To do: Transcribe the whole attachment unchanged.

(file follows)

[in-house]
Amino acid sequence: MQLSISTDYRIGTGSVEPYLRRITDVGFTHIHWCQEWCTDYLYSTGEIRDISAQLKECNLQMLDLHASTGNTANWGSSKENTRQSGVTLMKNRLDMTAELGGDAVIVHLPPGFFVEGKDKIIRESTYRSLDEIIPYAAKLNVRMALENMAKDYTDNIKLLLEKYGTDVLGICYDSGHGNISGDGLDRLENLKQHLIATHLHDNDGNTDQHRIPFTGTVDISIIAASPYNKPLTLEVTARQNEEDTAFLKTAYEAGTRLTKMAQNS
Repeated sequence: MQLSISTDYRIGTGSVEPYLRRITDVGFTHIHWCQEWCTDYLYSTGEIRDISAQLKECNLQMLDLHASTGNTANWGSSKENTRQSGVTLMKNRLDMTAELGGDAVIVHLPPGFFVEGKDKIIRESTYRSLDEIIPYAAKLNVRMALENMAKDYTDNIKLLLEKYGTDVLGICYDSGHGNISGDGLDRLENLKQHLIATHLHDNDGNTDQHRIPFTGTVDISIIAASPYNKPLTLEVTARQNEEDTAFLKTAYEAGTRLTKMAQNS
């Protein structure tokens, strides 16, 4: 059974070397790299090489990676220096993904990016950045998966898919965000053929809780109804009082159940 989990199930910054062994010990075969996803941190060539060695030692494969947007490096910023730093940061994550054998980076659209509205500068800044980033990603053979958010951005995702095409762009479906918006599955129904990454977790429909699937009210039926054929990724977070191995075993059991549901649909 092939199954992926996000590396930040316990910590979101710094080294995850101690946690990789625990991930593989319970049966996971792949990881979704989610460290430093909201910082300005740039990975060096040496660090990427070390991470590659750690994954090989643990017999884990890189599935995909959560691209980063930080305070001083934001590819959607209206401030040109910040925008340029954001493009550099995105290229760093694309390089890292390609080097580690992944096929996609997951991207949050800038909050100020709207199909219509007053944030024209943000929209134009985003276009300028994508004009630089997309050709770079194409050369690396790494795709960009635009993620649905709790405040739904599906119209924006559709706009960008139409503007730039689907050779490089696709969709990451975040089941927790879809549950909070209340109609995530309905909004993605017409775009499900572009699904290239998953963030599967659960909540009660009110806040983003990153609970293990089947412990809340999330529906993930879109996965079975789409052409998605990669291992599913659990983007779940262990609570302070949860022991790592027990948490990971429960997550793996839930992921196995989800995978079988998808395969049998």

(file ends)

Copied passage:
[in-house]
Amino acid sequence: MQLSISTDYRIGTGSVEPYLRRITDVGFTHIHWCQEWCTDYLYSTGEIRDISAQLKECNLQMLDLHASTGNTANWGSSKENTRQSGVTLMKNRLDMTAELGGDAVIVHLPPGFFVEGKDKIIRESTYRSLDEIIPYAAKLNVRMALENMAKDYTDNIKLLLEKYGTDVLGICYDSGHGNISGDGLDRLENLKQHLIATHLHDNDGNTDQHRIPFTGTVDISIIAASPYNKPLTLEVTARQNEEDTAFLKTAYEAGTRLTKMAQNS
Repeated sequence: MQLSISTDYRIGTGSVEPYLRRITDVGFTHIHWCQEWCTDYLYSTGEIRDISAQLKECNLQMLDLHASTGNTANWGSSKENTRQSGVTLMKNRLDMTAELGGDAVIVHLPPGFFVEGKDKIIRESTYRSLDEIIPYAAKLNVRMALENMAKDYTDNIKLLLEKYGTDVLGICYDSGHGNISGDGLDRLENLKQHLIATHLHDNDGNTDQHRIPFTGTVDISIIAASPYNKPLTLEVTARQNEEDTAFLKTAYEAGTRLTKMAQNS
């Protein structure tokens, strides 16, 4: 059974070397790299090489990676220096993904990016950045998966898919965000053929809780109804009082159940 989990199930910054062994010990075969996803941190060539060695030692494969947007490096910023730093940061994550054998980076659209509205500068800044980033990603053979958010951005995702095409762009479906918006599955129904990454977790429909699937009210039926054929990724977070191995075993059991549901649909 092939199954992926996000590396930040316990910590979101710094080294995850101690946690990789625990991930593989319970049966996971792949990881979704989610460290430093909201910082300005740039990975060096040496660090990427070390991470590659750690994954090989643990017999884990890189599935995909959560691209980063930080305070001083934001590819959607209206401030040109910040925008340029954001493009550099995105290229760093694309390089890292390609080097580690992944096929996609997951991207949050800038909050100020709207199909219509007053944030024209943000929209134009985003276009300028994508004009630089997309050709770079194409050369690396790494795709960009635009993620649905709790405040739904599906119209924006559709706009960008139409503007730039689907050779490089696709969709990451975040089941927790879809549950909070209340109609995530309905909004993605017409775009499900572009699904290239998953963030599967659960909540009660009110806040983003990153609970293990089947412990809340999330529906993930879109996965079975789409052409998605990669291992599913659990983007779940262990609570302070949860022991790592027990948490990971429960997550793996839930992921196995989800995978079988998808395969049998």